Besides: You need some of this time to have all these exciting experiences you'll later write about!
So my iron grip on some of my pens has loosened, I was willing to let some of them go and even my attitude towards new pen cravings has been affected. There's this Nakaya in unpolished shu I've liked on and off for a long time. I might be able to get one in November, but then - does it make sense as I don't seem to have sufficient time for the humble Nakaya selection I already possess?
Whatever I will decide, I'd like to show you two of the pens that have gone to new homes this year as they are - nevertheless and undoubtedly - beautiful!
Isn't this just an amazing shade of yellow? Yellow is rarely seen in pens and mostly for good reason as staining and transparency of the material have to be dealt with. Also the color has to be carefully nuanced as not to appear signal or neon yellow.
Montegrappa have solved all of these problems masterfully in their yellow Miya line. The color is warm and deep, coming alive with numerous shimmering streaks within the celluloid. Despite the light color the pen retains its beautifully solid appearance. Its nice weight adds to that as well.
If you'd like to read more about them, you might want to check out my post about the Montegrappa Alfa Romeo (based on the Miya shape and size).
So why let this one go? To my shame: Only to swap it for a Miya Argento in the same color as I like the yellow and turquoise Miya version even better with full sterling silver caps. Once I had managed to lay hands on an Argento in yellow for a really attractive price I decided I didn't need two of these yellow beauties.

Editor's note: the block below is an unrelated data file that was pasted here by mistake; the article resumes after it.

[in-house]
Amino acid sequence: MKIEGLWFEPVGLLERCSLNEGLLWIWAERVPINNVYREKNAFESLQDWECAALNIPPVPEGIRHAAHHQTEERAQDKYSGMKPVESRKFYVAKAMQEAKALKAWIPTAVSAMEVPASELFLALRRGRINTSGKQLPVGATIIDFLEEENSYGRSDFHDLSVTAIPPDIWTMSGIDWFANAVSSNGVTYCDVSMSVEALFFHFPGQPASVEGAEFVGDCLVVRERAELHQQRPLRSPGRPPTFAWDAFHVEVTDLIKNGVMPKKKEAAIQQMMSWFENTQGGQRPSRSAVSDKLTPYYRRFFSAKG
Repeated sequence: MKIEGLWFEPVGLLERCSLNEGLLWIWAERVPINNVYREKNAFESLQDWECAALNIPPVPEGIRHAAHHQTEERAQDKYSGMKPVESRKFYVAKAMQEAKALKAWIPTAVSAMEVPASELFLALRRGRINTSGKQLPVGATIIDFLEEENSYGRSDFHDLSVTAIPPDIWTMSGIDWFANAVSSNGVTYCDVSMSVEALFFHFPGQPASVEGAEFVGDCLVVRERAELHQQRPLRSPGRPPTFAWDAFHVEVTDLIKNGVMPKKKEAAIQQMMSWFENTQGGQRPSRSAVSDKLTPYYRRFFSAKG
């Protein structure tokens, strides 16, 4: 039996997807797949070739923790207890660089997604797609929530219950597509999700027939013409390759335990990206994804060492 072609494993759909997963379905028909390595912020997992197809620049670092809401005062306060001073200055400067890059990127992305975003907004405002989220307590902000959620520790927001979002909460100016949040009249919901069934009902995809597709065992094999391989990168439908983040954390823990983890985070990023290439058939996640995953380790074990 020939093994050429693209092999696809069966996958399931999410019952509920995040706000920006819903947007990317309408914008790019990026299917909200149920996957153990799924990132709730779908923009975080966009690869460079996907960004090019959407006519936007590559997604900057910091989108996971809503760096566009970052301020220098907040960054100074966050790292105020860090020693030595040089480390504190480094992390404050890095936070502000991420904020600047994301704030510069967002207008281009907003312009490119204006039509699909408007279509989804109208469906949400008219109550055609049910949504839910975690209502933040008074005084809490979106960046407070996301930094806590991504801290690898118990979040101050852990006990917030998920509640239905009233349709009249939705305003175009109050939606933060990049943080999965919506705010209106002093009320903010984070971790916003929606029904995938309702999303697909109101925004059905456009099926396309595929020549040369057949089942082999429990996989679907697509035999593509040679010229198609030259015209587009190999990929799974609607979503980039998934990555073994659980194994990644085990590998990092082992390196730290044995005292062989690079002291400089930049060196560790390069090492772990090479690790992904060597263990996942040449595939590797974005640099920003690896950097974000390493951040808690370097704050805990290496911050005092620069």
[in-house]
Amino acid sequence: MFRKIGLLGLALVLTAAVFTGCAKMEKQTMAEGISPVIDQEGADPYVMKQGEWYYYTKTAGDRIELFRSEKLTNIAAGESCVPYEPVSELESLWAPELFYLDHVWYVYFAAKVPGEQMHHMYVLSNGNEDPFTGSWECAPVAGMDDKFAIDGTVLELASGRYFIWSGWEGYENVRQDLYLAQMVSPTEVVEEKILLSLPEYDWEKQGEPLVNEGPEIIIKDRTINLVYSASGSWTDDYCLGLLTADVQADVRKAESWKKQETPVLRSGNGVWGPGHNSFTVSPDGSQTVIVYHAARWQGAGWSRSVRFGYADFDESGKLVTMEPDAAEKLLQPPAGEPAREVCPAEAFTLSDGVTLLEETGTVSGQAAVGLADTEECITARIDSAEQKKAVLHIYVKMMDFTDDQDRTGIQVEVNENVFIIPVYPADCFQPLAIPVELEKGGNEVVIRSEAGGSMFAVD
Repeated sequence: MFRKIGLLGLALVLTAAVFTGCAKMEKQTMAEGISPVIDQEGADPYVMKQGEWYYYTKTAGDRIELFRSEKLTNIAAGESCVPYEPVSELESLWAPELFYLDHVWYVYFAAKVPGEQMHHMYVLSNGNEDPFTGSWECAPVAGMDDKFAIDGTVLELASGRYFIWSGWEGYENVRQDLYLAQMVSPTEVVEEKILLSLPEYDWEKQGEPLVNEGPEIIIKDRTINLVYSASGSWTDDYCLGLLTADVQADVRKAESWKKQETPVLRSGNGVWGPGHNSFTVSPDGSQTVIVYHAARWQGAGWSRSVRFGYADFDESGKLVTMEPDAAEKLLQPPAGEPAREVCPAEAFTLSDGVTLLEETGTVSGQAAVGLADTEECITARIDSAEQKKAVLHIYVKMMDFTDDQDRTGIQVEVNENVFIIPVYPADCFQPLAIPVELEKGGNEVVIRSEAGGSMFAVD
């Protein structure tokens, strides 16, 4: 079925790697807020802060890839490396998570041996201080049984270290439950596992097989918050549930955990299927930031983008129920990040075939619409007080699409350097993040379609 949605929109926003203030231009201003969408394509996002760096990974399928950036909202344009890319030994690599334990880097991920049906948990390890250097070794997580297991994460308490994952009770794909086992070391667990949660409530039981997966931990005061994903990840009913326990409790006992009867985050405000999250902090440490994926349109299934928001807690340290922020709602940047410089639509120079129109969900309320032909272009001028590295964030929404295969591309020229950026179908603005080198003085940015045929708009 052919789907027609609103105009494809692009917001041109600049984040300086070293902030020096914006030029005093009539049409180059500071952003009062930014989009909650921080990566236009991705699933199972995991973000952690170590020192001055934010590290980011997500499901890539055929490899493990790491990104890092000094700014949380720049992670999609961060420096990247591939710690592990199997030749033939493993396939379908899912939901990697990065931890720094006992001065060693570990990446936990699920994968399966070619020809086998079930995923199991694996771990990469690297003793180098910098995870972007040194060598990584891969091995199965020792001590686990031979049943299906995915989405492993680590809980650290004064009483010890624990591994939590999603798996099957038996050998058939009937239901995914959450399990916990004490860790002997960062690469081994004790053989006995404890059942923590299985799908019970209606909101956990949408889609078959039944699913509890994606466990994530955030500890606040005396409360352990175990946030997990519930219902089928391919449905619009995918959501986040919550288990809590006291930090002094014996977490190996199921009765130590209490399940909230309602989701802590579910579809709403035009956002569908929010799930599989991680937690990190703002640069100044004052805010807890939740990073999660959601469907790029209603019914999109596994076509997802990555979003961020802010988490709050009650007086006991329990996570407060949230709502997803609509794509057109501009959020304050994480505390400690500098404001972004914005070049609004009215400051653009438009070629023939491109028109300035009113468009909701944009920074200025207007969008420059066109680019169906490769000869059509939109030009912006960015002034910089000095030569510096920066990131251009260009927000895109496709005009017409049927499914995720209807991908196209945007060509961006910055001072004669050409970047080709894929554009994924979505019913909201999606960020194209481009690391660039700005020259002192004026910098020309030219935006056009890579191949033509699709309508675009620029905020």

(Let's call it "refining" the collection since it didn't really downsize it...)
The other pen I sold was a collectible I'd acquired pretty soon after my interest in fountain pens was first sparked: a Sailor Susutake Bamboo. I was fascinated with the smoked bamboo and its history, also the pen was fitted with an equally impressive nib: a Cross Emperor.
I still think this pen is an amazing work of art but you'd be hard pressed to find a pen less suitable for comfortable writing!
See this step from the section to the barrel?
The smoked bamboo is silky smooth and the Cross Emperor nib would have been truly interesting but as the pen was, all in all, so uncomfortable to hold I never explored it to its full extent.
It wasn't all that easy to let this one go since it is a true work of art but I'm still glad it has found a more appreciative owner now. It has gone to a new home in Finland.
Will I let some more of my pens go to new homes in order to keep only the ones that are true jewels to me - or will I continue being my old squirrel self and just hoard happily ever after? Who knows!
Have any of you restructured your pen inventories in the past? What were your reasons? How do you feel about it now?
Have a great week full of beautiful and exciting things to write about!